Many people employed in California witness violations or abuse on the job. However, a significant percentage of them never speak out about what they experienced. To help encourage workers to call attention to wrongdoing they witness at work, the state is thinking about establishing a retaliation hardship fund.
Per CalMatters, studies show that two in five people working in California have experienced or witnessed some type of work-related abuse or violation during their careers. Yet, less than 10% of them make formal complaints after doing so.
Why workers fear speaking out
A major reason many people employed in California never come forward about violations or abuse they see or experience is because about half of all who do experience work-related retaliation sometime after. Retaliation takes on various forms. It might involve an employer docking a worker’s pay, demoting that worker or subjecting him or her to verbal harassment or abuse, among other examples.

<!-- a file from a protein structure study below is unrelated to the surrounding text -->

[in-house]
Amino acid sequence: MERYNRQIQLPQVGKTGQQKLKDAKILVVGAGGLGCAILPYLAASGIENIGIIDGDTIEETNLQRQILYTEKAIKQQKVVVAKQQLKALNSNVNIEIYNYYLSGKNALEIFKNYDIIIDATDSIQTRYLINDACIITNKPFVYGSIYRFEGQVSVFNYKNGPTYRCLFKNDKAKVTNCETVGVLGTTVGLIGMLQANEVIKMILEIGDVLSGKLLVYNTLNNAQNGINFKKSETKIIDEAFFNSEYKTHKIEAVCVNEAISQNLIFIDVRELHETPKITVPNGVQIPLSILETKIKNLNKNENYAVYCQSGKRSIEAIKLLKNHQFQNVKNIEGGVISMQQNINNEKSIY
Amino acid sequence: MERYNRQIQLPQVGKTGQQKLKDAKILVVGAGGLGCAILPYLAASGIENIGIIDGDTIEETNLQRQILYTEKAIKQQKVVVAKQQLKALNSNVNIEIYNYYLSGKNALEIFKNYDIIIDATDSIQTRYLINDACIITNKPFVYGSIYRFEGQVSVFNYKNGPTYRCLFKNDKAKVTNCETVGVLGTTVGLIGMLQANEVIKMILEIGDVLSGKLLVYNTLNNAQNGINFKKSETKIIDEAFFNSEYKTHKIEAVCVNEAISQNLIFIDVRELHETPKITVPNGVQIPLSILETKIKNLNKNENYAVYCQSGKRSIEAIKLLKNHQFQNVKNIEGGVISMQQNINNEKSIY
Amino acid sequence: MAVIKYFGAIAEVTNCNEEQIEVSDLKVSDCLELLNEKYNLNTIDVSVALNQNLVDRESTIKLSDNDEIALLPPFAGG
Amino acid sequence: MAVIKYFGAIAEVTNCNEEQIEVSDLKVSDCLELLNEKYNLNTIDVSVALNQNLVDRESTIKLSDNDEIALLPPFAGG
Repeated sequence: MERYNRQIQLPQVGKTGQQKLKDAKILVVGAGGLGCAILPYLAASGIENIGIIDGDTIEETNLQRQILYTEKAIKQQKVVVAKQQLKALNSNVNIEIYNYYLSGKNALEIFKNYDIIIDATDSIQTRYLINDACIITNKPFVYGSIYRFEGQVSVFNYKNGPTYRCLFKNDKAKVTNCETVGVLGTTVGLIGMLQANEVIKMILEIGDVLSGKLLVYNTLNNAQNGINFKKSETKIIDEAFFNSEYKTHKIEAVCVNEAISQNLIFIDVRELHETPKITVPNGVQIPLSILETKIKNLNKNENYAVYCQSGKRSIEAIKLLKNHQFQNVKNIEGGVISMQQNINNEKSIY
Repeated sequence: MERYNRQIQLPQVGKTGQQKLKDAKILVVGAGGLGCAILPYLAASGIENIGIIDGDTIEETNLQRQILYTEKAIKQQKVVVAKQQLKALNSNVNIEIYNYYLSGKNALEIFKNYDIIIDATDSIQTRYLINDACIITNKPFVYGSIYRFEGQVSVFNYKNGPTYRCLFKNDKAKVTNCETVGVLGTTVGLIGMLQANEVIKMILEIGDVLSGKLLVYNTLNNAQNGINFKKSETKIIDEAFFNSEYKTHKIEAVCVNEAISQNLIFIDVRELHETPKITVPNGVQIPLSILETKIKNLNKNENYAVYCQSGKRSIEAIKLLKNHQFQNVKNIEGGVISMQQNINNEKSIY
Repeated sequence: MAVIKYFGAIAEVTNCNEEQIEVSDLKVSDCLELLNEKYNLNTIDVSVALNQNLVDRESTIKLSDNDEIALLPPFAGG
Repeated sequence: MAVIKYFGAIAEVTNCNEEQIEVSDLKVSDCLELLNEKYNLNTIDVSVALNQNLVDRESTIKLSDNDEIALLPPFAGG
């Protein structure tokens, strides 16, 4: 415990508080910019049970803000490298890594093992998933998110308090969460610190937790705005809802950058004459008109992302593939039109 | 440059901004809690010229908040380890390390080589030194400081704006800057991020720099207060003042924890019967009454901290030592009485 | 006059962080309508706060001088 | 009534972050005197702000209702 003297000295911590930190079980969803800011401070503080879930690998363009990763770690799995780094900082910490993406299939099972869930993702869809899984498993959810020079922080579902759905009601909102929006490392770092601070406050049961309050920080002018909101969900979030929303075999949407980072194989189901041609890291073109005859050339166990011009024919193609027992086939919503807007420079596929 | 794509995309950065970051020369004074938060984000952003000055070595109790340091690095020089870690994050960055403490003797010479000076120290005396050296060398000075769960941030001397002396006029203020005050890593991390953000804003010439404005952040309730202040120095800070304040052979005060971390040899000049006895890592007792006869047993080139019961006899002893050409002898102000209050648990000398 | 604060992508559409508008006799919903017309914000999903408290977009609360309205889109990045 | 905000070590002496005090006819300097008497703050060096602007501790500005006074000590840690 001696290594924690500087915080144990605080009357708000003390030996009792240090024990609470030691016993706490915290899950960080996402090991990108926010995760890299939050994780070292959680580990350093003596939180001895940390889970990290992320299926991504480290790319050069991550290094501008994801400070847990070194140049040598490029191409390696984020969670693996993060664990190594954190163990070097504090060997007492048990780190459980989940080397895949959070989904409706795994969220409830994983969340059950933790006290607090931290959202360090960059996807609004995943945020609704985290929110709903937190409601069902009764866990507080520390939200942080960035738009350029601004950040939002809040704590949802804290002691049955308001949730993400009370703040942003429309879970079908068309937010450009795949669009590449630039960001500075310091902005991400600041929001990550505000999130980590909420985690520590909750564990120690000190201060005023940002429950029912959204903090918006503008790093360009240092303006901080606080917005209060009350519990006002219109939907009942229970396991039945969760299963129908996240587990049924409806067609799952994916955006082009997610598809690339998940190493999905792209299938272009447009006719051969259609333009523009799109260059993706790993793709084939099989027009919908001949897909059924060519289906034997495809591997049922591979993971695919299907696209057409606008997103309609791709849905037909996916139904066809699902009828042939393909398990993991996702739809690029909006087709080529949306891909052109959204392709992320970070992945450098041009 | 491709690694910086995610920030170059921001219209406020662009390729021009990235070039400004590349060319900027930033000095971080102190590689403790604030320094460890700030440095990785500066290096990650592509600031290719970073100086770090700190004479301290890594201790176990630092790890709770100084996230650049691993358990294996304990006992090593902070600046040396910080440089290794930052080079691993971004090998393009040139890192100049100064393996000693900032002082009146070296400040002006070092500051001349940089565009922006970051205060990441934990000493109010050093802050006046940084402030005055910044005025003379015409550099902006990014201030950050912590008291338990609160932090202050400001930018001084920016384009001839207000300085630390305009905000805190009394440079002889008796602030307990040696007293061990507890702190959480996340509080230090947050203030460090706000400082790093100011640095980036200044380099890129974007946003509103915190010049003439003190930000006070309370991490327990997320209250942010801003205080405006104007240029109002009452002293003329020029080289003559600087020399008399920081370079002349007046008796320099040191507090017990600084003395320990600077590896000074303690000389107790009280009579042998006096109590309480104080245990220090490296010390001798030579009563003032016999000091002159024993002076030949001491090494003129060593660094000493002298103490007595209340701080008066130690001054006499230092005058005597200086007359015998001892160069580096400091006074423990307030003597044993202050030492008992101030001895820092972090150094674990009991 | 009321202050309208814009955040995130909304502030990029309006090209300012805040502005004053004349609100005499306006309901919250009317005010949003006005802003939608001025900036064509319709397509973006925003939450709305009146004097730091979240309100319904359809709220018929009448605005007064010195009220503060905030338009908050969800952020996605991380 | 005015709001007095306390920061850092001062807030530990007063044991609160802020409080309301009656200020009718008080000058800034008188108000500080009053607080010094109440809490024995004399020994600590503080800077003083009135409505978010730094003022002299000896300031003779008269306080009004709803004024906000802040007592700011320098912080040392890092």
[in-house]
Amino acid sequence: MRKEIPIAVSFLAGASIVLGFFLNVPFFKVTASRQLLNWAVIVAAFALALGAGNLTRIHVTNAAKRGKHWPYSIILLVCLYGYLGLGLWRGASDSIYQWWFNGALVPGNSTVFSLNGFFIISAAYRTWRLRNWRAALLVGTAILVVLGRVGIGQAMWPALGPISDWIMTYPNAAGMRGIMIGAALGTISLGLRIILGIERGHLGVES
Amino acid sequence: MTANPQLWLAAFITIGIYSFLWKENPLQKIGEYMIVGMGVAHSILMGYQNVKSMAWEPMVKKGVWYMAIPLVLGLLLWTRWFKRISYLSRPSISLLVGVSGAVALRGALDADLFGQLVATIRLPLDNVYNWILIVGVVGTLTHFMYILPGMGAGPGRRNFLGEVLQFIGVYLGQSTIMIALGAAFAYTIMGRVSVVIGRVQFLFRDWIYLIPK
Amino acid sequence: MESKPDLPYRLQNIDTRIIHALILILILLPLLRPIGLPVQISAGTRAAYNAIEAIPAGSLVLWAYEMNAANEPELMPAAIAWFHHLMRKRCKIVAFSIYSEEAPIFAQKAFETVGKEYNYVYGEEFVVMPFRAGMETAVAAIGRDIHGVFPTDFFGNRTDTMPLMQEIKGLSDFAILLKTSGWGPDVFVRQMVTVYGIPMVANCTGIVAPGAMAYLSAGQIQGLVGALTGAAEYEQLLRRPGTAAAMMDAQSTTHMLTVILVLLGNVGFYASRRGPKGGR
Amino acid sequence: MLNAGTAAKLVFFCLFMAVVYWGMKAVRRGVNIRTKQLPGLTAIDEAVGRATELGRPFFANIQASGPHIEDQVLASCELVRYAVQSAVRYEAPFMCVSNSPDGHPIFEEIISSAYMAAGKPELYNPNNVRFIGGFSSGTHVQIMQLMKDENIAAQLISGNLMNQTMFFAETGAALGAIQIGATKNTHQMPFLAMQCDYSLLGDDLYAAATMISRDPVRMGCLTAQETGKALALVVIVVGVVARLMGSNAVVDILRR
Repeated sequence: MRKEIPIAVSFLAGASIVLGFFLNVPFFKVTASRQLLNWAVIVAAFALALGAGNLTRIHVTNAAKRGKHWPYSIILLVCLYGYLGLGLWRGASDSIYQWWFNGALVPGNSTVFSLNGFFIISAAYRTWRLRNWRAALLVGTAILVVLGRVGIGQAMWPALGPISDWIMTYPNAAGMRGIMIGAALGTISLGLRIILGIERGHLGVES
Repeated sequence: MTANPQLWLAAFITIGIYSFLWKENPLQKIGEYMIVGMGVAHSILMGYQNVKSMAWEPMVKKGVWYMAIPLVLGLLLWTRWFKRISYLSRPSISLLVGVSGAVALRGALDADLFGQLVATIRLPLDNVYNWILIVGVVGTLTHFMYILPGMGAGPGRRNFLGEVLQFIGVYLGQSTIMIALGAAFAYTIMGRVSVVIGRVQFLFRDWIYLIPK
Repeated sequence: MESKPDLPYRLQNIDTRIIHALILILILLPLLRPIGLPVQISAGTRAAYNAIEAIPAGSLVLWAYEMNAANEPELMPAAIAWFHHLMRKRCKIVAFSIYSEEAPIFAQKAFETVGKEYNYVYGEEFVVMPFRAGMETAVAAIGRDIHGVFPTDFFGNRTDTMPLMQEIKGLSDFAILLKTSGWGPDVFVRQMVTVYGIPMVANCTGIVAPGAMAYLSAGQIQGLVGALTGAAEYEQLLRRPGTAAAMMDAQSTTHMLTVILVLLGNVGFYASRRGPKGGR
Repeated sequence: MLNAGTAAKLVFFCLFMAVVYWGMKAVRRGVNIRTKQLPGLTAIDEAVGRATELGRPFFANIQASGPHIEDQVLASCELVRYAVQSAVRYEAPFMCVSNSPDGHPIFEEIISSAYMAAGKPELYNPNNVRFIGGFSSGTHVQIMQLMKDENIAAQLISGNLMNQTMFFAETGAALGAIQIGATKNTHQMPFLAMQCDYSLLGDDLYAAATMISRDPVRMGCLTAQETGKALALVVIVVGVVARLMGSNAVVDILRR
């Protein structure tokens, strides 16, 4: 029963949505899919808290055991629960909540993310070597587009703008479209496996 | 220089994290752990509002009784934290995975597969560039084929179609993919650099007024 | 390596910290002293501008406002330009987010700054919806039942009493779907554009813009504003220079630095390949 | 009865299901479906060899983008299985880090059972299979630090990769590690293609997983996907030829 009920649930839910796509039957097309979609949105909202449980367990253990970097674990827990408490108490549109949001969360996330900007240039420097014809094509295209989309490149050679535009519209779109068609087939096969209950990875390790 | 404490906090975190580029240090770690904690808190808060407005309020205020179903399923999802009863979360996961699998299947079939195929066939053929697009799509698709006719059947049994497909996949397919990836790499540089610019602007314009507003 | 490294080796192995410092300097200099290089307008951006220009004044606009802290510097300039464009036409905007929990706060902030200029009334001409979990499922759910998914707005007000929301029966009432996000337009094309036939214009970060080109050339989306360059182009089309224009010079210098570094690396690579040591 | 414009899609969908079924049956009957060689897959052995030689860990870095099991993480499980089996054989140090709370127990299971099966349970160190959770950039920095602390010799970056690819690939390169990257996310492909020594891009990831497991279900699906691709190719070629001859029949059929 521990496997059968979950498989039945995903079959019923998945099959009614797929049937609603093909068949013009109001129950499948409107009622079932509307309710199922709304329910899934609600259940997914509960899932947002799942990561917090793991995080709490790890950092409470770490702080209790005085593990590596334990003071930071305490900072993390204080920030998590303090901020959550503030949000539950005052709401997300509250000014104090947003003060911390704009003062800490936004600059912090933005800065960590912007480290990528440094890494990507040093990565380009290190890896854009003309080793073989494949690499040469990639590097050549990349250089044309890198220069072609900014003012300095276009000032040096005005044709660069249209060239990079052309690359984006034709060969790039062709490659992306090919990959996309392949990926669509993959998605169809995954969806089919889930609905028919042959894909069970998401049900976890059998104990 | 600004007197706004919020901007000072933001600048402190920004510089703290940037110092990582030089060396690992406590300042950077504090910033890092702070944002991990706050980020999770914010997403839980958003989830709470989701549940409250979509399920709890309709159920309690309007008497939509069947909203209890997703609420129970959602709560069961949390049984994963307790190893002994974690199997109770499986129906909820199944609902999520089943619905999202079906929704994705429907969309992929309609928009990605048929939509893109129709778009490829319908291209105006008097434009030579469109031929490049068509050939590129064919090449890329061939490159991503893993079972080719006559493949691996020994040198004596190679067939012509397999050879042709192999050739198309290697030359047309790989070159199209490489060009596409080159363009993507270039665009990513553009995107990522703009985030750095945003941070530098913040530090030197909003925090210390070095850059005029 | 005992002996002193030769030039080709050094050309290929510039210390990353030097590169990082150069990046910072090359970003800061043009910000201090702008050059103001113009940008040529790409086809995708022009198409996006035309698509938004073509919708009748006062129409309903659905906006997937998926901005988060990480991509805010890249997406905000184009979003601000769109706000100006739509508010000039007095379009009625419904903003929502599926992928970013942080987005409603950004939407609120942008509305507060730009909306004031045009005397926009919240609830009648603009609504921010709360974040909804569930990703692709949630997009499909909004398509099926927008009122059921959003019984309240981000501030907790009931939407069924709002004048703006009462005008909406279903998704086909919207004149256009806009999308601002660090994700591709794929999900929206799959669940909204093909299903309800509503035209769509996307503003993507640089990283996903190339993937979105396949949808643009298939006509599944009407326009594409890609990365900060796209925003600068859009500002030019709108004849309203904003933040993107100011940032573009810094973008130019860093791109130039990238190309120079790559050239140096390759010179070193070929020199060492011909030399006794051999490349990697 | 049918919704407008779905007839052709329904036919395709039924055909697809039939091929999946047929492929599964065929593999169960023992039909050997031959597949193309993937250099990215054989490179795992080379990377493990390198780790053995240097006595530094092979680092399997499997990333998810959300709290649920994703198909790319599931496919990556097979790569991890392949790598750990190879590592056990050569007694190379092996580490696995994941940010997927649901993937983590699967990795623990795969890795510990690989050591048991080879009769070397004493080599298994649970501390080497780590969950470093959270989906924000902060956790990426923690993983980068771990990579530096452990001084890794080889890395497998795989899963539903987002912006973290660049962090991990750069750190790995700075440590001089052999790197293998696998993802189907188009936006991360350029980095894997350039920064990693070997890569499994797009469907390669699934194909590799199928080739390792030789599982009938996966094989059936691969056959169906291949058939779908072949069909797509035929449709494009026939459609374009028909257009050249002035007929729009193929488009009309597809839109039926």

What California might do to fix the problem
California is mulling creating a retaliation hardship fund that would provide financial help to employees whose employers retaliate against them after they speak out. The hope is that such a fund would make workers feel more comfortable exercising their rights and give them peace of mind that their finances or families would not suffer if they decided to call attention to what was going on in their places of employment.
Research shows that people working in California overwhelmingly support the idea of creating a retaliation hardship fund. More than 90% of California workers surveyed voiced their support for the idea, and two-thirds said that such a fund would make them more apt to speak out about wrongdoing.